Bookish: Rare Book Show Features Bancroft Holdings

By Emily Wilson

Hackenberg Booksellers sits a couple block from El Cerrito del Norte BART stop. It has that nice old-book smell from the works that line the shelves. Proprietor Michael Hackenberg, whose received a masters in library science from UC Berkeley in 1973, and his Ph.D. in 1984, excitedly shows some rare items stored in glass cases: an early Hawaiian hymnal (particularly hard to find since tropical climates rot paper); a book of poems and commentary by Greek poet Pindar printed in Rome in 1515; and some 1970s Bulgarian theater posters he keeps in a back room. Finding items like this, or getting a call from Tracy about nine Ernest Hemingway first editions, is why Hackenberg still finds the rare book business fun after 30 years.

“It’s like Christmas every day,” Hackenberg said. “You’re never sure what you’re going to stumble into.”

Hackenberg focuses on scholarly, out-of-print books. He has about 55,000 volumes, less than half of which are listed online. He works with a lot of institutions and with collectors, on the lookout for material he knows they’ll be interested in. He has, for example, procured a number of books on 18thcentury French opera for the UC Berkeley music library.

Hackenberg’s love for rare books and desire to support dealers led him to become chair of the Northern California Chapter of the Antiquarian Booksellers’ Association of America and to take part in putting together the Antiquarian Book Fair, the largest rare book fair in the world, which celebrates its 50th anniversary at the Oakland Marriott City Center February 10–12. About 200 booksellers from around the world participate.

“There are dealers from most states, as well as Australia, Hungary, Argentina, and all the western European countries,” Hackenberg said. “They’re all knowledgeable outside their fields too, so it’s fun for book collectors. This year, the Bancroft Library has a special exhibit of genre fiction by California authors: a lot of unusual horror and science fiction and detective fiction, the Dashiell Hammett type stuff, as well as others.”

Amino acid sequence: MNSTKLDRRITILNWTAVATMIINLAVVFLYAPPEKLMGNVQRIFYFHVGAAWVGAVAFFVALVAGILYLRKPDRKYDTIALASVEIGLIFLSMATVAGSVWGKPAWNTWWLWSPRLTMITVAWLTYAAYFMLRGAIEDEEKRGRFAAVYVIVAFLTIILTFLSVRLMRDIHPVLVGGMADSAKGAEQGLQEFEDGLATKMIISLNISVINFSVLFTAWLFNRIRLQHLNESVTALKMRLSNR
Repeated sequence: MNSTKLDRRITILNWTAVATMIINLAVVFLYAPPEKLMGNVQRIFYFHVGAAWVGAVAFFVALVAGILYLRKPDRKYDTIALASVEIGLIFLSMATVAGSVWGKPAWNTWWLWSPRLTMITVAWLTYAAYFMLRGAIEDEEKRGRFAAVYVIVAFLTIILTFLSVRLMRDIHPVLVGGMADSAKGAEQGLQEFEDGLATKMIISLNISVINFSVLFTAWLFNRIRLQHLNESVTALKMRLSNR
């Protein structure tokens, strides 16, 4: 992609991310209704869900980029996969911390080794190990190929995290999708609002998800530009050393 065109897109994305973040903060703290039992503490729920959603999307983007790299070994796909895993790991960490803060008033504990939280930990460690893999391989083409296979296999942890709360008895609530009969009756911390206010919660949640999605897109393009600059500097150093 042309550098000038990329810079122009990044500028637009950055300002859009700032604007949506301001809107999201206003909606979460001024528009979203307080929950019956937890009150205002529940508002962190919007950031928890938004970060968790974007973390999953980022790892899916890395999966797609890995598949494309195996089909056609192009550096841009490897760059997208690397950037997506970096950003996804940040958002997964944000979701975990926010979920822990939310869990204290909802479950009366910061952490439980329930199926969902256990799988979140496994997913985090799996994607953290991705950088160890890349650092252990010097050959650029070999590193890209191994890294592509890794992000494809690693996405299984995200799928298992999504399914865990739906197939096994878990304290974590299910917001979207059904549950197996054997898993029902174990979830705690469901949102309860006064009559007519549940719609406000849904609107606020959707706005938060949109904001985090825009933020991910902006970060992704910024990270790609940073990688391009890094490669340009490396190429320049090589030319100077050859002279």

Getting the fair together involves a lot of logistics—figuring out where the booths go, the prices, and the set up. Hackenberg says the time and work expended pays off with a good event. He became the chair after a friend encouraged him to do it, and Hackenberg agreed on the condition the friend would stay on the committee.

It was encouragement from colleagues that led Hackenberg to library science at Cal in the first place, which led directly to what he does today. The bookseller studied history at the University of Chicago, and after graduation, he was working as a library assistant in technical services at New York University when a co-worker suggested he go to library school. Hackenberg checked out various schools and ended up at Berkeley. He’s glad he did.

“It was a brave new world,” he said. “I’d never been in California before and I drove across the country and fell in love with the Bay Area and the positive vibrations. New York wasn’t nearly as friendly and open. And there’s so much culture here—I grew up in Kansas, so I appreciate urban environments.”

Hackenberg looks forward to the camaraderie at the book fair: this year his booth will be flanked by those of friends from England and from Chicago, so he’ll get to spend some time with them. Then there’s the scouting, which he hopes will lead to some more early Hawaiian books.

Filed under: Arts + Letters
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